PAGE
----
Turtle Logs

Top Photo: Three of five sets of new turtle perches in Wetlands. With our changing wetlands and growing turtle population, basking perches for our resident turtles are at a premium. As old snags and logs that used to be in the wetlands rotted and decayed it’s become tough for a turtle to find a place to sun itself. It’s sometimes a tight squeeze for our aquatic turtles. A half a dozen years ago, I tossed in a 10’ pine logRead more

A Toad and a Treefrog

Top Photo: Cope’s gray treefrog on cedar limb. March thru April is the peak breeding season for American toads here at the museum and they’ve been out calling and mating in numbers. American toads are one of two true toads found here on the Piedmont, the other is Fowler’s toad. I’ve only heard Fowler’s toad on one or two occasions on our campus. American toad is the one you’re most likely to see and hear. The warm weather of thisRead more

Nest Box Update 3.23.20

I hadn’t conducted a nest box inspection since 10 march. At that time there was a nearly complete chickadee nest in one nest box and a mere sprinkling of moss on the bottom of another nest box (chickadee). There are now five nests in our six nest boxes here at the museum. Three nest are chickadees. Two are bluebirds. One nest box is empty. There are no eggs. The nest box at the Cow Pasture near the Ellerbe Creek RailroadRead more

Purple Martin Update

North America’s largest and probably most familiar swallow is the purple martin. The birds spend the winter in South America and return to eastern North America to nest. They’re almost entirely dependent on manmade structures to nest in, plastic or hollowed out natural gourds, large multi-room bird houses and other structures. The first arrivals from South America usually make it back to North Carolina by the first couple of weeks in March. One was spotted in Durham on February 12th.Read more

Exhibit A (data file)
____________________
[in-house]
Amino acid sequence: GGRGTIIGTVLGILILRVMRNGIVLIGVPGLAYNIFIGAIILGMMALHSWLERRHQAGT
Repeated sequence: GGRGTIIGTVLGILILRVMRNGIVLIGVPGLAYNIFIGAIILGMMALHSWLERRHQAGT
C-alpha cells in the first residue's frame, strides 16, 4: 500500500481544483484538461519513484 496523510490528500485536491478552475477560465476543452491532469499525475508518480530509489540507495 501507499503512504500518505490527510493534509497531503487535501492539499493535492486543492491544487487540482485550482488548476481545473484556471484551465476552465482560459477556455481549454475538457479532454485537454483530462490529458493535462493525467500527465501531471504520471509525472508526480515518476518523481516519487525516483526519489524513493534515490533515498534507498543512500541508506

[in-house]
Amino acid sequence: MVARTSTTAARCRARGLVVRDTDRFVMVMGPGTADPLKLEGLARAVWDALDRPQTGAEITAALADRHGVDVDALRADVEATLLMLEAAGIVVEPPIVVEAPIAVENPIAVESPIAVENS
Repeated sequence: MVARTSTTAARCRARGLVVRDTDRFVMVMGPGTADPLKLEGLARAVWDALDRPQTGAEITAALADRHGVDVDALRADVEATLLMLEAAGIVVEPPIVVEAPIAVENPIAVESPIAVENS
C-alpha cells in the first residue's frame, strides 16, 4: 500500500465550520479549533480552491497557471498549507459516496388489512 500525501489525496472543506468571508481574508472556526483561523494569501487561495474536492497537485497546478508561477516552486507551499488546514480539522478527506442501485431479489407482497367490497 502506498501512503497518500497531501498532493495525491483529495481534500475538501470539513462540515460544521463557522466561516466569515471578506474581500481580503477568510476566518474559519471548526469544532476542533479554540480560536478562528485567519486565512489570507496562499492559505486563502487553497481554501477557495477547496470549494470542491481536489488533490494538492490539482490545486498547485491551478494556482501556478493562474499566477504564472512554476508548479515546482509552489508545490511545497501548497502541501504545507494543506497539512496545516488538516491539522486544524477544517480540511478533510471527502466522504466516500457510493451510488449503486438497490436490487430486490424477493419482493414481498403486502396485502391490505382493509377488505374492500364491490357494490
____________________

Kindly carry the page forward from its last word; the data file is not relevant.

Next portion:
Another Mocha Please

The photos here are of a mocha emerald (Somatochlora linearis). It’s a dragonfly of the forest, near small shady streams. They seem to be more common near streams which dry up during summer. That habitat does occur here at the museum. I’ve only encountered mocha emeralds here on two other occasions. The first was in July of 2008 when I found a partially eaten individual on the path in Catch the Wind. I saw a live mocha in June ofRead more

Nest Box Update 8.6.19 (the final count)

All of our nest boxes are empty. Most have some sort of nest material inside of them, but they’ve not been utilized, added to or occupied in several weeks or longer. One nest box had four young bluebirds fledge today (8/6). The nest box at the Cow Pasture started out the season with chickadees. The little gray, black and white parids laid 2 eggs in the nest before house wrens took it over. The wrens raised two broods in theRead more

Run Wolf Run

We have here at the museum, one adult breeding pair of red wolves, two yearling male red wolves, and six three-month old pup red wolves. Every now and then, the year-old wolves get frisky and chase each other around their enclosure. It’s often a vigorous jaunt with more than just a few circuits around the yard. The parents sometimes join in but usually don’t make it past the first lap. After all, the male is 9 years old and theRead more

Nest Box Update 7.23.19

We currently have 8 nestlings in two of our six nest boxes. Four of those are house wrens, the remainder bluebirds. Four bluebirds have fledged and a new nest started atop that nest. There are, as best as I can tell, four house wrens nestlings in the nest box at the Cow Pasture near the Ellerbe Creek Railway Tunnel. There had been five eggs in the nest but as you can see from the photo, it appears only four hatched.Read more

What’s Happening in the Wild

Above, during a downpour, northern rough-winged swallows take a break from swirling, diving and capturing airborne insects over the wetlands. If, while visiting the museum you park at the parking deck, stop and have a look at the flowers blooming along the path leading to the deck, you may see some interesting insects, including several species of butterfly. Over the past week I’ve been seeing dogbane beetles on their namesake plant along the path of the outdoor loop through ExploreRead more

Nest Box Update 6.4.19

So far this season we’ve fledged 9 bluebirds and 8 chickadees from the 6 nest boxes on our bluebird trail. We currently have 5 house wren nestlings in one nest box and a new nest started for what may be a second brood of bluebirds. Though the house wren nest at the Cow Pasture originally held 6 eggs, only five have hatched. The nestlings look to be healthy but probably won’t fledge til after next week’s inspection. The nest boxesRead more